Saturday, April 15, 2006

More Doctors Shunning Cumbersome Casts

From the AP Wire, as posted to

Once almost a childhood rite of passage, plaster or fiberglass casts were the method of choice for fixing broken bones. But now, doctors around the world are increasingly shunning cumbersome casts in favor of more cutting-edge options for both kids and adults: splints, special boots, metal plates, rods and screws.

For Ben Crotty's broken wrist, it was a removable splint.

The trend is most common among adults, who often develop swelling and pain and sometimes permanent stiffness. "We often refer to this as 'cast disease.' I say, 'Good riddance!'" said Dr. John Fernandez, an orthopedic surgeon at Rush University Medical Center in Chicago.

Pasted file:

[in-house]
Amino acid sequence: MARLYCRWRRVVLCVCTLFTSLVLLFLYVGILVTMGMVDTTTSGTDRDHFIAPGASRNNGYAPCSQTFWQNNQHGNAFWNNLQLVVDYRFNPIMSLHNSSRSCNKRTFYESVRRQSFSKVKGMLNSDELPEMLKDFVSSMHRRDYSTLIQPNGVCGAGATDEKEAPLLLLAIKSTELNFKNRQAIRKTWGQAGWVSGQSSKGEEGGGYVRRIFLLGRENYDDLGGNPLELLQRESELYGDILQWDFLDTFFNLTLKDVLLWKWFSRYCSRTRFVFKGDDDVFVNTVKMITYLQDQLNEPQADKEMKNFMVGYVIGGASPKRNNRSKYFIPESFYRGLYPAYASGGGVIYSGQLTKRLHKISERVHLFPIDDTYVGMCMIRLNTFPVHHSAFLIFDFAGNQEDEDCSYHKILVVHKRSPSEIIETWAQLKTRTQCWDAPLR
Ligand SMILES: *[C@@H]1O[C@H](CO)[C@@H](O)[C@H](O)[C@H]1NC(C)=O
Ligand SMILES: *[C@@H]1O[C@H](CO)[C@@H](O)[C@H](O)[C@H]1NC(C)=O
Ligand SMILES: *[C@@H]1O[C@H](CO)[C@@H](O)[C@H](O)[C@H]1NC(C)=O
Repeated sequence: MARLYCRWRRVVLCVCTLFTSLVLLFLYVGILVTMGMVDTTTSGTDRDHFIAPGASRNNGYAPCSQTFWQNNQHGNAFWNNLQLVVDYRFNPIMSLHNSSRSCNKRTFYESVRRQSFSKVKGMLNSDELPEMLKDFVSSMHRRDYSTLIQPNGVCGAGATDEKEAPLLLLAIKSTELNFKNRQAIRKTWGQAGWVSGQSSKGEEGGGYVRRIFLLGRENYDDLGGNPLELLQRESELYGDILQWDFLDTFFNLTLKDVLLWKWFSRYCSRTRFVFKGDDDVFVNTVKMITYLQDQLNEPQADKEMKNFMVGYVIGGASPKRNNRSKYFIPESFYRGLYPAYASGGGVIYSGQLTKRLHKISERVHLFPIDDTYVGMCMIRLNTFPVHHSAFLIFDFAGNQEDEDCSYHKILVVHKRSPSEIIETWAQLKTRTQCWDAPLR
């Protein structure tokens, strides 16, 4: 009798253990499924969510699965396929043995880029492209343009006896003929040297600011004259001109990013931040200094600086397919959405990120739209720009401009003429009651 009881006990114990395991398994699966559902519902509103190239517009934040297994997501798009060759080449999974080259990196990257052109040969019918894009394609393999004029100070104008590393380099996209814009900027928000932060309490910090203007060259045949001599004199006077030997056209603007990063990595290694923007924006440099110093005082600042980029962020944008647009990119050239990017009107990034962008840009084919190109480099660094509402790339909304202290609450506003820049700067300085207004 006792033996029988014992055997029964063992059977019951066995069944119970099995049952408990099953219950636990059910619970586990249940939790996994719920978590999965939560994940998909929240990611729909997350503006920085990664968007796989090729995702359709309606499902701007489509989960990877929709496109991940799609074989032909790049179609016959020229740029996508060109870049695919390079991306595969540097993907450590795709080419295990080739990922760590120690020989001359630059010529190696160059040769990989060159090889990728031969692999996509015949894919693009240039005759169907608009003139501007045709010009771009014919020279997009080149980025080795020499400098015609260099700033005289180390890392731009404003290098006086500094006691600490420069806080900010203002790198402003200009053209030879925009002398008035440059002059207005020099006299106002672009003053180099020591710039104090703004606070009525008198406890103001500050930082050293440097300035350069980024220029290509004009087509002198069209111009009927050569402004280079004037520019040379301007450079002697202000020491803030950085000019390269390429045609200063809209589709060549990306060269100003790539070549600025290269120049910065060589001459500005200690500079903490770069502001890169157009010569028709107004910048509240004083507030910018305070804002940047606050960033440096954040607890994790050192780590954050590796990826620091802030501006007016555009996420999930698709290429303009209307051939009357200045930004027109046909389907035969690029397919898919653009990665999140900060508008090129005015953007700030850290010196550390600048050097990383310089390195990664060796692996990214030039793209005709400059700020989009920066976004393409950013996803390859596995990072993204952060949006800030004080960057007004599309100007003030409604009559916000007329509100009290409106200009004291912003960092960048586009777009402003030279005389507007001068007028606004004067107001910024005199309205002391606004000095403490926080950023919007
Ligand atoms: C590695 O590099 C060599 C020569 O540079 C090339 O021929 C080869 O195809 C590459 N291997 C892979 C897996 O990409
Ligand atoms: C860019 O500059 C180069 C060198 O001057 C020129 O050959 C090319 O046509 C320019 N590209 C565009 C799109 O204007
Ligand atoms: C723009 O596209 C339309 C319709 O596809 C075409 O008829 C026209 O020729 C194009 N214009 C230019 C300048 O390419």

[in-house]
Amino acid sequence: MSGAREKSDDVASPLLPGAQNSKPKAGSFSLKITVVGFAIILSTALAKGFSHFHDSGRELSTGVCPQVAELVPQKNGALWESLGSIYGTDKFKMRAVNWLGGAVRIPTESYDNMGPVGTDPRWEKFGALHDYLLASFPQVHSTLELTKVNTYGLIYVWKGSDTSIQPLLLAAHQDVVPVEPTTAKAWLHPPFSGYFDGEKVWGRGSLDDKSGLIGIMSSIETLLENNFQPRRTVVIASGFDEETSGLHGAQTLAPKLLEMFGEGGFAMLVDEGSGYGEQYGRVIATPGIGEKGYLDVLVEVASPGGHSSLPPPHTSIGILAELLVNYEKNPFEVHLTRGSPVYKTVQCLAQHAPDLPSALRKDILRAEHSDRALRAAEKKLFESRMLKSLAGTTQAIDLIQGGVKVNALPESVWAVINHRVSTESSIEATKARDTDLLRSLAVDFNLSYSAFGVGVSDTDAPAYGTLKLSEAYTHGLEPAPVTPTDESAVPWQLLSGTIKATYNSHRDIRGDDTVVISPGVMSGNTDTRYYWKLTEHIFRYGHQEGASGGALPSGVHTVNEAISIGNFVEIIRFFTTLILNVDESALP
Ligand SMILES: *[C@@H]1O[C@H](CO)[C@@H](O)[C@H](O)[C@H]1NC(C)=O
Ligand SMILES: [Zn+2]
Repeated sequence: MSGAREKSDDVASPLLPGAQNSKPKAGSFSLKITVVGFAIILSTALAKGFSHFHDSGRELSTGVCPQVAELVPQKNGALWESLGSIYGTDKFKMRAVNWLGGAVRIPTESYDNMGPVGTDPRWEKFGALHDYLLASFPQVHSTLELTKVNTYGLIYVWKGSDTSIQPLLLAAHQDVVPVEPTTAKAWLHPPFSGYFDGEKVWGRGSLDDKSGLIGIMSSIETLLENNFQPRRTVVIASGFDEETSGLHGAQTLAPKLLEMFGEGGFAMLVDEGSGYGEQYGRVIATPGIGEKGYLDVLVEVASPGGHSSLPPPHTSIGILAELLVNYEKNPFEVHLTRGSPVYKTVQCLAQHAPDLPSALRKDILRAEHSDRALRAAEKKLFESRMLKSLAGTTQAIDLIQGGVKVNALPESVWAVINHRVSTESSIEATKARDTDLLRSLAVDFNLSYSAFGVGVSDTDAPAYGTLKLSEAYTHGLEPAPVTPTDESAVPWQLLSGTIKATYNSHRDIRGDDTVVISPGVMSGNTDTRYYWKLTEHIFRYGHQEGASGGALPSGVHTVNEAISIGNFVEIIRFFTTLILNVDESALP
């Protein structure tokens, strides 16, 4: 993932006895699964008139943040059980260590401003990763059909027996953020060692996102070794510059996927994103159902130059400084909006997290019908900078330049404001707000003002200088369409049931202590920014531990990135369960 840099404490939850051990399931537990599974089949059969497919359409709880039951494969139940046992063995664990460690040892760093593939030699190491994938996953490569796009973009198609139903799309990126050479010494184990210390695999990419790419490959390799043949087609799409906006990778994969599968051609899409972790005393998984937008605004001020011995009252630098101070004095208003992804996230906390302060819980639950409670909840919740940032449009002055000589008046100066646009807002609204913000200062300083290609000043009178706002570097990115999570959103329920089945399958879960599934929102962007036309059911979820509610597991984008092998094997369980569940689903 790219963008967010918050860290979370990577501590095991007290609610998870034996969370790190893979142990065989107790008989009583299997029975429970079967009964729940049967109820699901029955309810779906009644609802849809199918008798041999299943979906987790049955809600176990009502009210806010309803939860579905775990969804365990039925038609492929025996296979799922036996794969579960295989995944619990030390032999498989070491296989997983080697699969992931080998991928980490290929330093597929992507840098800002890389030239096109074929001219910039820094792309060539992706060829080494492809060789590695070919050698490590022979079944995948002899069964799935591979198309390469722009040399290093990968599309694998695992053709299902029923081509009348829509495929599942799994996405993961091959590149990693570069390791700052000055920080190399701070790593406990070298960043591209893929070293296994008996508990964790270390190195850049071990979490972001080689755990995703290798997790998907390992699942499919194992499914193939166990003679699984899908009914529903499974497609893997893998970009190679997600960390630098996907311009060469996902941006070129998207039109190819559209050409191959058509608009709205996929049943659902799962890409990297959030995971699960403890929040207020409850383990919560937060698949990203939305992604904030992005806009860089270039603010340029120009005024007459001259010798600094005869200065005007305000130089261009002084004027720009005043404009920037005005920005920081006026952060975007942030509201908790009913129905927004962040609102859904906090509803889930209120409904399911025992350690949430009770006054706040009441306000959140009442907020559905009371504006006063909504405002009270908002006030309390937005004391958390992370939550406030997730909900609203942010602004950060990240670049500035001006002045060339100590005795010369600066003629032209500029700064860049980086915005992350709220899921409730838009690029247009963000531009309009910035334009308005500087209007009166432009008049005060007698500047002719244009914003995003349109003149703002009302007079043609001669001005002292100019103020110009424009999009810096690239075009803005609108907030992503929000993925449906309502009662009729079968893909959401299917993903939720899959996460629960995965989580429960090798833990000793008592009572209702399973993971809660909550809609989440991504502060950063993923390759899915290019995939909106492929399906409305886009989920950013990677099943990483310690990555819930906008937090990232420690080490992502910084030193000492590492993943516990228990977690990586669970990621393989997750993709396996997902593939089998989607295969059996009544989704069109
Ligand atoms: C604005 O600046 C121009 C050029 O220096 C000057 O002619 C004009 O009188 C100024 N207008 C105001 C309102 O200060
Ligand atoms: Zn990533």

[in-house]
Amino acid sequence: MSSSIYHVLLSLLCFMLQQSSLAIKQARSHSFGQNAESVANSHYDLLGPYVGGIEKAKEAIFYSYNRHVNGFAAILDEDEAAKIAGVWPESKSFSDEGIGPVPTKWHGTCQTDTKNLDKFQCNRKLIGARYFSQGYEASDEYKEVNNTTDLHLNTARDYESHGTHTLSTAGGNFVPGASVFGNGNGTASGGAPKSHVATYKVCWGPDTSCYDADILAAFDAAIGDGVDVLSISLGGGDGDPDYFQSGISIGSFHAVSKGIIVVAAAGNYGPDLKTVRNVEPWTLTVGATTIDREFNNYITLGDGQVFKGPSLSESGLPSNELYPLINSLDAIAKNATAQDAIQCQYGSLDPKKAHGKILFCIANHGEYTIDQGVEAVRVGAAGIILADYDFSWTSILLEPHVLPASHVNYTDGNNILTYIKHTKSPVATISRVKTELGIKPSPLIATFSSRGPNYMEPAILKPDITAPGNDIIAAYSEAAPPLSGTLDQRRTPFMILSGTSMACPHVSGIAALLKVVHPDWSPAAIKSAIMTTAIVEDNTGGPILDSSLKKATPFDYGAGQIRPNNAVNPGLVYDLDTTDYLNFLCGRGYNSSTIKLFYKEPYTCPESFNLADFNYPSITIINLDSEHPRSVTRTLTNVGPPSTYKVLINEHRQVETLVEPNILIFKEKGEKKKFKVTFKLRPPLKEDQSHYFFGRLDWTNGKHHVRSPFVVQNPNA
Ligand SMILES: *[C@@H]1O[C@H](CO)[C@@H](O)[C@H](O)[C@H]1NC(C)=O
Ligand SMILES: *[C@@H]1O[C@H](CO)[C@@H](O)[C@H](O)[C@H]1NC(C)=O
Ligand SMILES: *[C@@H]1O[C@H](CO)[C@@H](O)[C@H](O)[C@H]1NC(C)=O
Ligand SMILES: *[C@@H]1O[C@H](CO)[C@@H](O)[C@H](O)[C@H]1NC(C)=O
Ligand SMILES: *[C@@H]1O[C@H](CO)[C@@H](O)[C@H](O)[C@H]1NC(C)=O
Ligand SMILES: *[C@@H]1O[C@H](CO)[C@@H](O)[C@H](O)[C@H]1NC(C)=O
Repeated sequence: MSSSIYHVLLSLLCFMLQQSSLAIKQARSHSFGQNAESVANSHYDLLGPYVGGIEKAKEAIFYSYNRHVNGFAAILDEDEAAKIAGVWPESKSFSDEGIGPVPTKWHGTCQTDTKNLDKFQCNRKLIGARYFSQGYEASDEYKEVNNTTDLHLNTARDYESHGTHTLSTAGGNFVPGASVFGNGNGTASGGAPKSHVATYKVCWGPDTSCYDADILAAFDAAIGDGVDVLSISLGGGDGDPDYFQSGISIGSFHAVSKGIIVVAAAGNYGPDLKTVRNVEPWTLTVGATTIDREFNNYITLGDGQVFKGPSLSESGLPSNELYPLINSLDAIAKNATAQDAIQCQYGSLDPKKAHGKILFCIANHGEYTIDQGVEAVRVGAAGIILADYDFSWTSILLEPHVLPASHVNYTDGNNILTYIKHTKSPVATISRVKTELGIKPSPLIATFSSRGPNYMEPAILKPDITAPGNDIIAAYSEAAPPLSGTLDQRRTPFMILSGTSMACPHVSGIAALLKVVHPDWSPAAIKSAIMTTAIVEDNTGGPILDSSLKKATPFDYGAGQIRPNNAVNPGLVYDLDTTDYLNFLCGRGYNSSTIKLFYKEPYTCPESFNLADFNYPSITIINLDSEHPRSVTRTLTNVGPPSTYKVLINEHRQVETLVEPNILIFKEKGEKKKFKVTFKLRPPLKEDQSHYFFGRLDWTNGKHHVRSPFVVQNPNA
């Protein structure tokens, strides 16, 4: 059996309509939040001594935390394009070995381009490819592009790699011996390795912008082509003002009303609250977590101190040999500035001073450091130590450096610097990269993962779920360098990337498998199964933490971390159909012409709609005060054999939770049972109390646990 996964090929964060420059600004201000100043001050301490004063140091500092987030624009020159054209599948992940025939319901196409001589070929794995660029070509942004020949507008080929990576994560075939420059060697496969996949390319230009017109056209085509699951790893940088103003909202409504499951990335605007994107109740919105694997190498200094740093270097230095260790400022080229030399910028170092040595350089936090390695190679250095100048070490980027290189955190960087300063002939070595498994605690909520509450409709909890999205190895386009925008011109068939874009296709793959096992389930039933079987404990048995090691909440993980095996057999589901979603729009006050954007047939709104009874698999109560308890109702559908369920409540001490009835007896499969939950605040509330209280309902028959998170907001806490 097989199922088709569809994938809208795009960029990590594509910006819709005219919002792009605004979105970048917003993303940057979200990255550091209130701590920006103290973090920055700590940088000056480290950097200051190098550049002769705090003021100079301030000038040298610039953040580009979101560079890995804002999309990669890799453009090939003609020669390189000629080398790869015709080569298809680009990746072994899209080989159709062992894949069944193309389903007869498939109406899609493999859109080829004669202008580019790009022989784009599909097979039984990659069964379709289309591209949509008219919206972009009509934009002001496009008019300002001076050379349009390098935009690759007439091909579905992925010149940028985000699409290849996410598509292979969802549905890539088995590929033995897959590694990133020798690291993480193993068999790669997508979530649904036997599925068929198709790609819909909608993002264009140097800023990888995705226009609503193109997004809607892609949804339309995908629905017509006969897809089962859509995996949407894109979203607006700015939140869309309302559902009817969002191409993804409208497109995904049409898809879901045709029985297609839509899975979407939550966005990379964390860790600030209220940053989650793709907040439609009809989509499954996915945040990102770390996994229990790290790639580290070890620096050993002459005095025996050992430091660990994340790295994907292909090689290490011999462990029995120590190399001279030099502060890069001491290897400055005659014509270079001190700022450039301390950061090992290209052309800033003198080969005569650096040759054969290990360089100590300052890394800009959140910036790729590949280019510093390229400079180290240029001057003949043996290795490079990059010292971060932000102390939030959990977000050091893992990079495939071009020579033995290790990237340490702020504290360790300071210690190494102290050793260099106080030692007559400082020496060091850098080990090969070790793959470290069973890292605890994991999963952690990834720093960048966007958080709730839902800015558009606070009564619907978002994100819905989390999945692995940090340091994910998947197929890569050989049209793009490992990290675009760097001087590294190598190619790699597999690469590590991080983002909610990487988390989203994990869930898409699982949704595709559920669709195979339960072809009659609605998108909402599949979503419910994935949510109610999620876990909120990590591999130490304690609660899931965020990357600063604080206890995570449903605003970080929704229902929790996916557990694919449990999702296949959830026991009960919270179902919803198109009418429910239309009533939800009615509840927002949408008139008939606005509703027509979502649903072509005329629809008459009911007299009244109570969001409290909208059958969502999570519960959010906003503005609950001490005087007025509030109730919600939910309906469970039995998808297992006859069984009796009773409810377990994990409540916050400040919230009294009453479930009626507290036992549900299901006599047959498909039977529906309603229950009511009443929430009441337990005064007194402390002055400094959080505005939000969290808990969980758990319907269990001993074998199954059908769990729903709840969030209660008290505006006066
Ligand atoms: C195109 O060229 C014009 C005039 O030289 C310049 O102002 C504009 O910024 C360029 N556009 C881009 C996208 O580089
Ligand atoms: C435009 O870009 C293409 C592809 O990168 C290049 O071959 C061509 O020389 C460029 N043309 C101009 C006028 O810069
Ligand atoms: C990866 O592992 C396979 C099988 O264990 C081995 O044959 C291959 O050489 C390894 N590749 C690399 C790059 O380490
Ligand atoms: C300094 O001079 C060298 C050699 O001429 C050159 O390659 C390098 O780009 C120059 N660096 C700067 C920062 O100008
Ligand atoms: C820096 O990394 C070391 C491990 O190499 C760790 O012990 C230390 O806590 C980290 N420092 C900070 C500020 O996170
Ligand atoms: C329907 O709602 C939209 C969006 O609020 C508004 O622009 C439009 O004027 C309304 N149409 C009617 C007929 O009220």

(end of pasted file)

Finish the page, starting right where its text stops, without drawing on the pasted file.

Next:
Support for the modern technique on kids was bolstered by a Canadian study last month in the journal Pediatrics. It showed that in children aged 6 to 15 with wrist fractures like Ben's, those who wore removable splints for three weeks had better physical function during treatment and afterward than those treated with plaster casts.


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